In “Autumn Ecstasy” you, Cynthia, have fitted form to function together in a rather surprising way. Each line in the series evokes a separate image that hangs from the poem’s framework, then falls , like a leaf to a pile, becoming an integrated whole created by the accumulation of discrete entities. Now that’s “exuberant play,” to be sure

    • Cynthia Erlandson

      Wow — thank you, C.B. — sometimes I don’t know quite what I’m doing when I’m writing. I’m flattered by your description!

      • C.B. Anderson

        Very few of us know exactly what we’re doing, Cynthia, which keeps things interesting. I won’t call it the Muse, but there are always creative, organizing, forces working just below the surface that create structures of which the conscious mind may not be aware. As you practice your craft, these elements tend to become more under the control of the author, but there is no end to them — something will always emerge that surprises you, for the possibilities are nearly infinite. I have sometimes wondered why I’ve never heard of instances in which two poets came up with the same poem independently. That could potentially be very embarrassing for one or the other. I think the answer lies in the numbers, the sheer improbability of such a thing happening. Georg Cantor discovered transfinite cardinal numbers, and anyone who ever gets even a little glimmer of the implications of his discovery will understand why and how our obsession with arranging words on a page will last until the end of time. Even with infinite time (which is serial), never will every possible poem have been written, because each moment sparks an infinity (of higher order) of thoughts and ways of expressing them. I might have gotten some of the math wrong, but you get the idea: poetry is inexhaustible.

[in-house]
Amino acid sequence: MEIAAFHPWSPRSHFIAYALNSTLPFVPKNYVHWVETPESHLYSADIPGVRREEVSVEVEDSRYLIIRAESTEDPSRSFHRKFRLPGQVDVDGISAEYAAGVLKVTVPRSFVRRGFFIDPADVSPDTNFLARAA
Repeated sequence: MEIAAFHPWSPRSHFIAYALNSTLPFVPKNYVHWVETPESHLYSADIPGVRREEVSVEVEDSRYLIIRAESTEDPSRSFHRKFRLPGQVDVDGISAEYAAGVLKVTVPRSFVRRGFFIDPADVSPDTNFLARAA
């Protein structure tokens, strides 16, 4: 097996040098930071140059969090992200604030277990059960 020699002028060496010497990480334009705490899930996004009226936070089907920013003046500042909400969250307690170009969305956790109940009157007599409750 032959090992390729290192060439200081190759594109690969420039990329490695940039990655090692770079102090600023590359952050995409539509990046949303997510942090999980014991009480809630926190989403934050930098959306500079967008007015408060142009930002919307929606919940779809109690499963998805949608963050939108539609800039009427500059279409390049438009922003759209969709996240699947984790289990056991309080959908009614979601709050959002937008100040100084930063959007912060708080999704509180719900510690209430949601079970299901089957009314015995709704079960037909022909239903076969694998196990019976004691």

9. David Watt

    Cynthia, I found ‘Autumn Ecstasy’, in particular, to be a richly descriptive snapshot of Autumn. Both poems bring me back, or forward, to this season of movement and colour.